It is hard to feel that political expressions of participating in social media, public engagement, etc are not simply the usual hot air.  Rather than being active publics, most people are probably apathetic – suffering from learned helplessness.

In Grunig’s situational terms – publics have high problem recognitiion and level of involvement, but increasingly have high constraint recognition, feeling there is little they can do about matters they care about.   

By the way, if you feel there has been too much hype against road pricing – you are invited to complete the “ epetition.  So far 3,337 have registered here.

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Heather Yaxley

Heather Yaxley is passionate about PR - teaching the CIPR qualifications, lecturing part-time at Bournemouth University and running the Motor Industry Public Affairs Association (MIPAA). I'm undertaking a PhD looking at Career Strategies in PR. I love sharing ideas and knowledge - connecting news and views by blogging on public relations and educational developments, especially relating to accelerated and active learning. I'm also a published author, qualified trainer and experienced consultant.

10 thoughts on “So how can motorists engage in the debate, Tony?”

  1. Are the 1.8million people who were motivated enough to sign the petition experiencing a rush of high constraint recognition that will deter them from seeking or processing any more information because they now feel their opinion won’t really change anything? How have they all become so disillusioned so quickly?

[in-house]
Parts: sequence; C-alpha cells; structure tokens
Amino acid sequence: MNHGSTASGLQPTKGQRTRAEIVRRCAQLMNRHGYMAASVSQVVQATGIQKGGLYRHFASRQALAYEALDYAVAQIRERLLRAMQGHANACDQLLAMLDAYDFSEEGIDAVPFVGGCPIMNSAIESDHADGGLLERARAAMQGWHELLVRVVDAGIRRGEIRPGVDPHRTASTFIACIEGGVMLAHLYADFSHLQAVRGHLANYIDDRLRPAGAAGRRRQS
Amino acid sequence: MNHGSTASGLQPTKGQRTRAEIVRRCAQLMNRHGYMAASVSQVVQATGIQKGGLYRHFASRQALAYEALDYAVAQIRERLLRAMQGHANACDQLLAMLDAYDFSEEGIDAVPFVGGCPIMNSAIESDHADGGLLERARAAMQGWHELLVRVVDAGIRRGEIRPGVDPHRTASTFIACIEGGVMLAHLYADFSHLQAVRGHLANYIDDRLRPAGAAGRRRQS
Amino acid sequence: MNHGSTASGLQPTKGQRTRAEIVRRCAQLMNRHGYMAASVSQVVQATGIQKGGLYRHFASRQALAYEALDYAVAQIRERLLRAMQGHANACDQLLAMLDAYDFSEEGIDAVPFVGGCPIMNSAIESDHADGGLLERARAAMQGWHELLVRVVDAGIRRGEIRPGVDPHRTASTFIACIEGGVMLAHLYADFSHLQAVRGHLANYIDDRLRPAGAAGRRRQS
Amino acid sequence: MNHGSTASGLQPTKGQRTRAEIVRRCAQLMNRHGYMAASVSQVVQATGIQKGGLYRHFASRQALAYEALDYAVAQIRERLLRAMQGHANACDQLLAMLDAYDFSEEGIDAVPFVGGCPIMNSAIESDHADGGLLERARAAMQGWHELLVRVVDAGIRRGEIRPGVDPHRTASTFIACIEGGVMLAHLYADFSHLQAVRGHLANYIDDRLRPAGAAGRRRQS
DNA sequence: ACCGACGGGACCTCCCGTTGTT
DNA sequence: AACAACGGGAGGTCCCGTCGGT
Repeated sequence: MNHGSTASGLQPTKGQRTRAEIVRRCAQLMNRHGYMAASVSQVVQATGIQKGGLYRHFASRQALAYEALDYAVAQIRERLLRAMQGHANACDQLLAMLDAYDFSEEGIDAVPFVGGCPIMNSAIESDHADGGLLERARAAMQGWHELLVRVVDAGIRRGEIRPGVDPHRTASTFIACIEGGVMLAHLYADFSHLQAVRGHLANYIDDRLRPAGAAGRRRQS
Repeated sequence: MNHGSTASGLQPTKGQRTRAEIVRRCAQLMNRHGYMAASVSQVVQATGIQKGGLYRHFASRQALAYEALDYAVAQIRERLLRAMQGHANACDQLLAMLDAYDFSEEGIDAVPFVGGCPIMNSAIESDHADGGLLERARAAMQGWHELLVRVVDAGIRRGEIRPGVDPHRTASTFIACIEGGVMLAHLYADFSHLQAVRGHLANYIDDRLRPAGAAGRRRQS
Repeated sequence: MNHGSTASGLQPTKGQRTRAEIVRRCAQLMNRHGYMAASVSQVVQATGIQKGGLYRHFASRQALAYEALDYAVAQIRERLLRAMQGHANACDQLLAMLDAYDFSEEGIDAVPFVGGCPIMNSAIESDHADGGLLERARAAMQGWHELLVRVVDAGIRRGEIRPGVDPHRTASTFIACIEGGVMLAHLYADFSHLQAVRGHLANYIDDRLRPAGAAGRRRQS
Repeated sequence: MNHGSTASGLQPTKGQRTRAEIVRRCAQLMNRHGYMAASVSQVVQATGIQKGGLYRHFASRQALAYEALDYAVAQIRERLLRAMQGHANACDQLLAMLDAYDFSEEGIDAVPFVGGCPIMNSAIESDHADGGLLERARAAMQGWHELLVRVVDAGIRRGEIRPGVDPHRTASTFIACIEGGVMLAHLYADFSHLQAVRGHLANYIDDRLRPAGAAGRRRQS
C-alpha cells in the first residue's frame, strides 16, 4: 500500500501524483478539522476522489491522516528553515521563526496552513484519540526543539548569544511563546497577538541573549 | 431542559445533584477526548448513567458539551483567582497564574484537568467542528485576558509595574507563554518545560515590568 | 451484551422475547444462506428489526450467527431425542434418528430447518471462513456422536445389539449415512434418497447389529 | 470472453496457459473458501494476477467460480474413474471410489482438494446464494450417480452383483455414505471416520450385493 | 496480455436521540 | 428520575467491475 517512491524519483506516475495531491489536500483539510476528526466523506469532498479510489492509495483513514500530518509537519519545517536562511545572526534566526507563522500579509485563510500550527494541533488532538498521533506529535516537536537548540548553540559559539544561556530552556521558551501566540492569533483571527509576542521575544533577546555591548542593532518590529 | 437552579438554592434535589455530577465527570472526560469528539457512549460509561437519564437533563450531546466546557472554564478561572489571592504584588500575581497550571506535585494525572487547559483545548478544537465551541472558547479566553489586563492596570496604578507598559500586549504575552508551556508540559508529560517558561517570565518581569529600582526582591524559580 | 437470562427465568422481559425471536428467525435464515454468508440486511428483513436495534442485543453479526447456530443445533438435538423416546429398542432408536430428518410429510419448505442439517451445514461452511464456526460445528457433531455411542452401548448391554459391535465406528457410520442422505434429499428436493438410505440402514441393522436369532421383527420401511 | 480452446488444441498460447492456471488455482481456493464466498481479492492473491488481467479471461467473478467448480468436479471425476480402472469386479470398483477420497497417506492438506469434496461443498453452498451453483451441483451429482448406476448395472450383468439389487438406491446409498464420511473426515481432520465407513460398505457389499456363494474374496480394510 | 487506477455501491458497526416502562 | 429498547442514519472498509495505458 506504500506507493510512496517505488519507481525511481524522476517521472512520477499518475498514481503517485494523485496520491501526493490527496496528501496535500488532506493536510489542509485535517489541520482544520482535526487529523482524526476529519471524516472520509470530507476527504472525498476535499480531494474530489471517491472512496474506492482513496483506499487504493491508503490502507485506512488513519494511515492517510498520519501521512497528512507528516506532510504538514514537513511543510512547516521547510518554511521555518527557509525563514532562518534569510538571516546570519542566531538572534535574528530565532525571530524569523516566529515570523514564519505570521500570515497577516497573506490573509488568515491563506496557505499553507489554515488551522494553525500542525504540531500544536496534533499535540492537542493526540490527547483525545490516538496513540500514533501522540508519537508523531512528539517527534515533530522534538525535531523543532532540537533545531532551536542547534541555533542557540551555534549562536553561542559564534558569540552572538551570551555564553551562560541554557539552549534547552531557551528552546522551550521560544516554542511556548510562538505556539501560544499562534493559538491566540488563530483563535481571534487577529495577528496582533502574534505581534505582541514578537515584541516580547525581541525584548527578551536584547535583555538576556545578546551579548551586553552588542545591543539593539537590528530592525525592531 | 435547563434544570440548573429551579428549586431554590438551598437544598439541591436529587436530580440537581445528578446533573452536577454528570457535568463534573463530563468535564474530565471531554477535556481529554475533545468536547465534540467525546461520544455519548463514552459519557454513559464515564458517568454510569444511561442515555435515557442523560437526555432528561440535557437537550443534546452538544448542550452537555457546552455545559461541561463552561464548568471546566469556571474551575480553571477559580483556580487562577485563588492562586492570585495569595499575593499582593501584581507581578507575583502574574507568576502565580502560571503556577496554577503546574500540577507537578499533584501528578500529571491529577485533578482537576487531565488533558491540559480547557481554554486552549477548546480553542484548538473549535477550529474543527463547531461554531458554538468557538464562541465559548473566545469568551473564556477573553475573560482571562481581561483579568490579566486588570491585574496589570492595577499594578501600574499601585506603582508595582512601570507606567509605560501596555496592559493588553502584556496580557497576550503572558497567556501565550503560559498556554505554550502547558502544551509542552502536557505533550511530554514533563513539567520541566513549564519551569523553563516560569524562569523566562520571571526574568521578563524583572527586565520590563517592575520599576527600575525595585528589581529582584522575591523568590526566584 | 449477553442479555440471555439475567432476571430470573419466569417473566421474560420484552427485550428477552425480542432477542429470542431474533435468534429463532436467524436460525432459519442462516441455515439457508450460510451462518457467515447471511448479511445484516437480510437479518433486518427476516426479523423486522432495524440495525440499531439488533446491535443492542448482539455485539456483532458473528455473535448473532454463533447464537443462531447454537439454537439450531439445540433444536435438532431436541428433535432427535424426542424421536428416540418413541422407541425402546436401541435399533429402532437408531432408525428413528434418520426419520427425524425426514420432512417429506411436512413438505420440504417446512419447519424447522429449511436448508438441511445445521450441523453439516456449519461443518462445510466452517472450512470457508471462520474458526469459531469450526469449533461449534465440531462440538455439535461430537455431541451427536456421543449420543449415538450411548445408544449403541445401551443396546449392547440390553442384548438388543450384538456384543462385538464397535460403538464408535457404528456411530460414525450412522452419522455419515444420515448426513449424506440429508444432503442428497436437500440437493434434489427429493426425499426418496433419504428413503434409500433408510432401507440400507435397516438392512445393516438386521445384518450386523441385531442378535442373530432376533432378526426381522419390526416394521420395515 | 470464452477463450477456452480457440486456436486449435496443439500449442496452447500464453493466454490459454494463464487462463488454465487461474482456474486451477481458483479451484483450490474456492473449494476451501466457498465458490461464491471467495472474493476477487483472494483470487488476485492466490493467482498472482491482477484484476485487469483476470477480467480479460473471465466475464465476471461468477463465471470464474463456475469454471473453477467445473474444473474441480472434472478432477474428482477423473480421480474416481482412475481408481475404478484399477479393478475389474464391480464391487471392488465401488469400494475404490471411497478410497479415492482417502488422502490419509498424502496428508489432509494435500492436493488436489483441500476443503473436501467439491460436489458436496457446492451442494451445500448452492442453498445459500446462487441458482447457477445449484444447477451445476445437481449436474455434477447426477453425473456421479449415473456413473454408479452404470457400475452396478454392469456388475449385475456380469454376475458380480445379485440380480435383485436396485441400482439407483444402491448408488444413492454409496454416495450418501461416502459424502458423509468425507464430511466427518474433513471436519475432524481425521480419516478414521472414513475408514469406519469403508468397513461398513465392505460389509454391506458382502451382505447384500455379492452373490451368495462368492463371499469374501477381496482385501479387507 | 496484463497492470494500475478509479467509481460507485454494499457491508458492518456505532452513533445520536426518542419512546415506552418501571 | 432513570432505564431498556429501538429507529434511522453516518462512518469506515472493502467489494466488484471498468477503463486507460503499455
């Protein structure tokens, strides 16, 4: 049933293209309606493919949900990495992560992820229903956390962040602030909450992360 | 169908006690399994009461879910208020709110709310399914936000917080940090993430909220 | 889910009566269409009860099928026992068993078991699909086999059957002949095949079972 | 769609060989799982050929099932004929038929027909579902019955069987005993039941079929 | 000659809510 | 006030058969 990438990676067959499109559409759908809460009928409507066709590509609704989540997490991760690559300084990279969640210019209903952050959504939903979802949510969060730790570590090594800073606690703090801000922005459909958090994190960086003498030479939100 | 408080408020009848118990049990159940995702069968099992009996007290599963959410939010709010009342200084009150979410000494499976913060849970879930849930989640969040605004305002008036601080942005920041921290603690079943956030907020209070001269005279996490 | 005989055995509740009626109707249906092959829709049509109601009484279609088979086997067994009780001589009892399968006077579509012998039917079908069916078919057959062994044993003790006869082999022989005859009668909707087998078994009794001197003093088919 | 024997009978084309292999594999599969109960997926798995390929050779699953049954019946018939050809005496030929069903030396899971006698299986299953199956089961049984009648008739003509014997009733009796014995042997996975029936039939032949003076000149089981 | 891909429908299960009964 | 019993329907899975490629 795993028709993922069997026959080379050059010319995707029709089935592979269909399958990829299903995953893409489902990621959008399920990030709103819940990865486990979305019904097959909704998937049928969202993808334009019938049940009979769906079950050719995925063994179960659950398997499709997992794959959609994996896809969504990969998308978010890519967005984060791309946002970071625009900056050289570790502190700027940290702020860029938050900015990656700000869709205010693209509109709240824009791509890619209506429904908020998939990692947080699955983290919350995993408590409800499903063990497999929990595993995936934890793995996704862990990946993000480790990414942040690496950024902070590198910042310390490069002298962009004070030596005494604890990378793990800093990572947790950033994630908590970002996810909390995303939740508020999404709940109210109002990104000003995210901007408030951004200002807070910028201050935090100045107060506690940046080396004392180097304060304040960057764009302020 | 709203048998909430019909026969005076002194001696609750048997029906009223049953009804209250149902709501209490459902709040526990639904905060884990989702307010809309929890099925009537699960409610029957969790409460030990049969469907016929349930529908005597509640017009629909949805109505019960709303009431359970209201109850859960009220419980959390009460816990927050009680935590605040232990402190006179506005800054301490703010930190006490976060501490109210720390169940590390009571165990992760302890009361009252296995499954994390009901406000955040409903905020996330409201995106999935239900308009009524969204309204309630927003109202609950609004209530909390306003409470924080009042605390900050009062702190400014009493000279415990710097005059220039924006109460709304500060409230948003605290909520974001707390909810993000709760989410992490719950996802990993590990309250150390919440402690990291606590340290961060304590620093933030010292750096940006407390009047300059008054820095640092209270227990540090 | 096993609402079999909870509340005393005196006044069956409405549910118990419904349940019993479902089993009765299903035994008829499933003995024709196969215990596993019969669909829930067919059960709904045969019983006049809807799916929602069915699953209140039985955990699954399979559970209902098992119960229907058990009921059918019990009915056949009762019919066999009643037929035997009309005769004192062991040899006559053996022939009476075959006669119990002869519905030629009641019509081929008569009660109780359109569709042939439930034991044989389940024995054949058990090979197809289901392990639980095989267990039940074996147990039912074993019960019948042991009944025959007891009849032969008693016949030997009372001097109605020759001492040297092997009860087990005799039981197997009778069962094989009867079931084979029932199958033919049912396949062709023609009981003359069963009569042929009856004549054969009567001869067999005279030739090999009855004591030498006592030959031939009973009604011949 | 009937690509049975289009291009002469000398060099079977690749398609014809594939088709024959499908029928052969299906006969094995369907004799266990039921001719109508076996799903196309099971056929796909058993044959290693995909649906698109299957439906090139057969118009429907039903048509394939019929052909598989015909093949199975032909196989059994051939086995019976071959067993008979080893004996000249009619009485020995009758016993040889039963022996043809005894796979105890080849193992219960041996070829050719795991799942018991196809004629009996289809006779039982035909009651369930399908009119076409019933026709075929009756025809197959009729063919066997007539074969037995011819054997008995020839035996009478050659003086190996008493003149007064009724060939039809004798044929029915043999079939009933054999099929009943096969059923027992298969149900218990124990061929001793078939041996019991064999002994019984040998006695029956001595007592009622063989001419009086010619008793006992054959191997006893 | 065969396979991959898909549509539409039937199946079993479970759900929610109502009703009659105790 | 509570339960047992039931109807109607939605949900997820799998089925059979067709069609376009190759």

2. Well these were the ones who felt motivated to become active – maybe less a little less cynical than others who couldn’t be bothered. Of course, they may still hope their views are taken into account, but a read of the Tony email doesn’t show much promise of that. It is also cumulative – read Ellee’s good comments on the post office situation, which is another one where people power doesn’t seem to count much. See http://elleeseymour.com/2007/02/21/polite-petitions-and-govts-deaf-ears/

  3. It’s going to hit our pockets hard because my husband has a daily commute by road from Ely to Colchester, a 1 1/2 trip. It’s the fact that there are no suitable alternatives, the fact that people feel this is being forced on them. I understand the problem over congestion, that’s why we need excellent public transport in its place, and it is not available, there is no alternative to using a car.